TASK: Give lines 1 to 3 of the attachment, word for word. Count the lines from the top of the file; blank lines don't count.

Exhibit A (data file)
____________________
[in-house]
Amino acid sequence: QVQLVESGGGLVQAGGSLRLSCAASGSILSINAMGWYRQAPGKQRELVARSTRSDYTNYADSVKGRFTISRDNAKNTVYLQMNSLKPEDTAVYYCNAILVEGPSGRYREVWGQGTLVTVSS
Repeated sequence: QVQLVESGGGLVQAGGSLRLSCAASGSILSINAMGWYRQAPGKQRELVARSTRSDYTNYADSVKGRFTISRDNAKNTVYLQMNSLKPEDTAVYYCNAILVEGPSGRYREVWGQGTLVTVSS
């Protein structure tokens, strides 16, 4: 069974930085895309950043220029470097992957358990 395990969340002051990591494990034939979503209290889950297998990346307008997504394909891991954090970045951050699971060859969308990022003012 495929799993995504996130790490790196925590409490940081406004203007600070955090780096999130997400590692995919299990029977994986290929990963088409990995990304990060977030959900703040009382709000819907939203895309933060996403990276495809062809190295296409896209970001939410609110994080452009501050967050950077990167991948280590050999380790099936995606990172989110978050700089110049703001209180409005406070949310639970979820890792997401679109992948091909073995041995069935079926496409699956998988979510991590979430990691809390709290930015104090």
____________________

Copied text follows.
[in-house]
Amino acid sequence: QVQLVESGGGLVQAGGSLRLSCAASGSILSINAMGWYRQAPGKQRELVARSTRSDYTNYADSVKGRFTISRDNAKNTVYLQMNSLKPEDTAVYYCNAILVEGPSGRYREVWGQGTLVTVSS
Repeated sequence: QVQLVESGGGLVQAGGSLRLSCAASGSILSINAMGWYRQAPGKQRELVARSTRSDYTNYADSVKGRFTISRDNAKNTVYLQMNSLKPEDTAVYYCNAILVEGPSGRYREVWGQGTLVTVSS